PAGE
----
Justin Morneau on the mend
FORT MYERS, Fla. -- Justin Morneau isn't going to sugarcoat his concerns over recurring concussions and how they could affect his playing career.
All the former AL MVP can do to quell the nerves of Minnesota Twins fans is go about his daily workouts like the old Justin Morneau, and he's doing a pretty good job of that so far in spring training.
A week after reporting to camp and saying that he has given thought to what another concussion would mean for his baseball life, Morneau has gone through every workout, every batting practice and every fielding drill with his Twins teammates.
Morneau hit a home run off of Francisco Liriano in live batting practice on Tuesday and said Wednesday that he is hoping to play in the Twins' spring training opener against Tampa Bay this weekend.
"You take positive steps every day," Morneau said. "Obviously it's always going to be there. You never know what's going to happen tomorrow or a week from now or a month from now, so it's the old cliche, take it one day at a time. That's really what I'm doing.
"As I build confidence every day and everything's going good, hopefully that stuff will be in the past by the time the season starts," he added.
Morneau missed 174 games over the previous two seasons with multiple concussions and injuries to his neck, left wrist, right knee and left foot. He was primarily concerned about the head injuries, and said last week, "There comes a point where you can only torture yourself for so long."
That got Twins fans worried, but Morneau said he was just answering a question honestly and insists he's feeling good and expecting to return to the form that made him a franchise cornerstone at first base.
"You don't have to be a rocket scientist to figure out that if the stuff continues I probably wouldn't be able to play again," Morneau said Wednesday. "It wasn't anything other than stating the obvious.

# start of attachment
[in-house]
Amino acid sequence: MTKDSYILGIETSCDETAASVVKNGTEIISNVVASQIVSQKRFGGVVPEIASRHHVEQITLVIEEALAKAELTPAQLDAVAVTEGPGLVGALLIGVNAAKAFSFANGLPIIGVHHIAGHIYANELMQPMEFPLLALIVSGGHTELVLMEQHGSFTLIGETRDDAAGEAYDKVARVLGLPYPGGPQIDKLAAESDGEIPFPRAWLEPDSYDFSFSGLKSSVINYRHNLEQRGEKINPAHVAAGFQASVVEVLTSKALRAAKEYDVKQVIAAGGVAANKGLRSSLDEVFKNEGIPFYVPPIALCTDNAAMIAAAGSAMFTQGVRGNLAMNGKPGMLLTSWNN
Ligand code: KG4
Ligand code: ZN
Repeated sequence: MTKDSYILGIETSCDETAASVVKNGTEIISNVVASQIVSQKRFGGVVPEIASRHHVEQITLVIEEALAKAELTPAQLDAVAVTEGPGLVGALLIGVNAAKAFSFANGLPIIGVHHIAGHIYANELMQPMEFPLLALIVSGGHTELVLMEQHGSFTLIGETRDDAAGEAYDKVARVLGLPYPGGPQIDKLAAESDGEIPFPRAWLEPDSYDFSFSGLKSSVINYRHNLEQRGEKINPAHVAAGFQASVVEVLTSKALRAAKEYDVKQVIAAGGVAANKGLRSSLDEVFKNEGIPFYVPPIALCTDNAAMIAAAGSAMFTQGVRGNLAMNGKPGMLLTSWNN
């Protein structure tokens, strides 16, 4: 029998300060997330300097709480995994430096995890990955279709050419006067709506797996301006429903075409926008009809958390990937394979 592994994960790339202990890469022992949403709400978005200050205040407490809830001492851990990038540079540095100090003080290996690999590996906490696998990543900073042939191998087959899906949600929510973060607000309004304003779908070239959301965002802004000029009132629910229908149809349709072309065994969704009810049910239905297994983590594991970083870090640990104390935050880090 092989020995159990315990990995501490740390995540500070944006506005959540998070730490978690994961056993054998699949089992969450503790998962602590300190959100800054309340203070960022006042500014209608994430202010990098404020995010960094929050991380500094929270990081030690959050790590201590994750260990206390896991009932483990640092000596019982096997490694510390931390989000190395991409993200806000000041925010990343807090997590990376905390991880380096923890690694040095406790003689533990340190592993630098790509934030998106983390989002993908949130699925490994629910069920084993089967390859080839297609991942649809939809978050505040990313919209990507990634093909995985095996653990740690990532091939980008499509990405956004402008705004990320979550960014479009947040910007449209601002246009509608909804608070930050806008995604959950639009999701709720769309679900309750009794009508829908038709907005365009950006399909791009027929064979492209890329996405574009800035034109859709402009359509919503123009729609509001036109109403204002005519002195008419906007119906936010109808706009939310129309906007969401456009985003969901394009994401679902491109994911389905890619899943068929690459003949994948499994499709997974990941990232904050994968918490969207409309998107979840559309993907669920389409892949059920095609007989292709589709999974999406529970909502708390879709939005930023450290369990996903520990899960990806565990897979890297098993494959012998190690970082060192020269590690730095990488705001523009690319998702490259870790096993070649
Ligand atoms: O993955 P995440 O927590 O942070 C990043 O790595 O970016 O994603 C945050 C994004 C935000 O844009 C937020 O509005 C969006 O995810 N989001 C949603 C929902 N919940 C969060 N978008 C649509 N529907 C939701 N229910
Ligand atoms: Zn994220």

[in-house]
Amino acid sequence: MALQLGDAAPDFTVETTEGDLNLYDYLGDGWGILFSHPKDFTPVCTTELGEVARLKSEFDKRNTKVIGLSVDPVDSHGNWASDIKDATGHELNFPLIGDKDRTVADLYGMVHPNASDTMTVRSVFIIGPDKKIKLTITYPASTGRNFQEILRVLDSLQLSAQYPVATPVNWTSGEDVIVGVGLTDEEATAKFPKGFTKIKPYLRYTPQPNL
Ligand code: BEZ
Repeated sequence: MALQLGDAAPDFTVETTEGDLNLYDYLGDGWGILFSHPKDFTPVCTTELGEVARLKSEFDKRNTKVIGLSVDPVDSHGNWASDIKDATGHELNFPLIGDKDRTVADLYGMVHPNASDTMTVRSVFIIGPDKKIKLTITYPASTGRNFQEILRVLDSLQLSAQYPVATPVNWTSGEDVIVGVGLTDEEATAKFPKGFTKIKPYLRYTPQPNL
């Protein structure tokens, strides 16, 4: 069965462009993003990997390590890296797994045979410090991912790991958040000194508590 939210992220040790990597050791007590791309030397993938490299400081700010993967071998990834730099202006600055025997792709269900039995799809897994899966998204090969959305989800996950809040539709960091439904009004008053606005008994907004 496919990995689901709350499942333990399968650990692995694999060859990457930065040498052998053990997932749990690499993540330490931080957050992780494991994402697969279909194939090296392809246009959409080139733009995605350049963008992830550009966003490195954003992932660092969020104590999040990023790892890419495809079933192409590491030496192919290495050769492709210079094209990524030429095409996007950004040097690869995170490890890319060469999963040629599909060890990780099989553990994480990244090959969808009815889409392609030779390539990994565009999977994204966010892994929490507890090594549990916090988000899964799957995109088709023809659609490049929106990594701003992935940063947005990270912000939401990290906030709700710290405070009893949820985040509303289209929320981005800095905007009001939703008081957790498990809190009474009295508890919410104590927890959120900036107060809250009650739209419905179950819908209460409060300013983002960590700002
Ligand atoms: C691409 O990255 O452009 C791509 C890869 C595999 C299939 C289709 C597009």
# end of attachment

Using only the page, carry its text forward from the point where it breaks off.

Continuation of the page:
"I also said that I don't expect that to happen. I don't anticipate that to happen. That's something that's in the back, maybe five percent, of my mind."
The Twins desperately need him back in the middle of the lineup. He had 18 homers and 56 RBIs and was batting .345 when he first went down with a concussion in July of 2010. He only played 69 games last season, hitting four homers while the Twins sunk to the bottom of the division.
Concussions in Sports
What is a concussion? What are the various professional sports leagues doing to prevent and treat them? ESPN.com Topics has the breakdown on all concussion-related issues. Topics »
When Morneau showed up to camp this year, he said he wasn't sure how the increased intensity of the workouts would affect him. So far, "they haven't," he said.
"There's a lot of optimism in how he's going about his business," general manager Terry Ryan said.
The difference between this spring training and last for Morneau is noticeable. The uncertainty about working out is gone and he knows the protocol for returning from a concussion.
"I think I kind of have a better idea of how I feel and what I need to do every day to try to prepare," he said.
And of course he has given thought to what he will do when his baseball career is over, whether that comes sooner or later. Anyone who has struggled with injuries the way he has the past two seasons would do the same.
"You have to look at all the options and everything that's happened," Morneau said. "You kind of look to see what you want to be besides a baseball player when you're done playing. Sometimes you have control when that is and most of the time you don't."
Right now, everything is looking good. And that's all anyone around here can ask for.
Little by little, the signs of the old Morneau are starting to surface. After blasting one pitch from Liriano over the center field wall and another off the wall on Tuesday, Morneau stepped out of the cage and got a nice ovation from a group of fans watching him take his cuts.
"That made me feel pretty good," Morneau said. "I was surprised. I didn't realize there were that many people there watching. You kind of get locked in ... and you feel like you're in a cage. That was pretty awesome."
Copyright 2012 by The Associated Press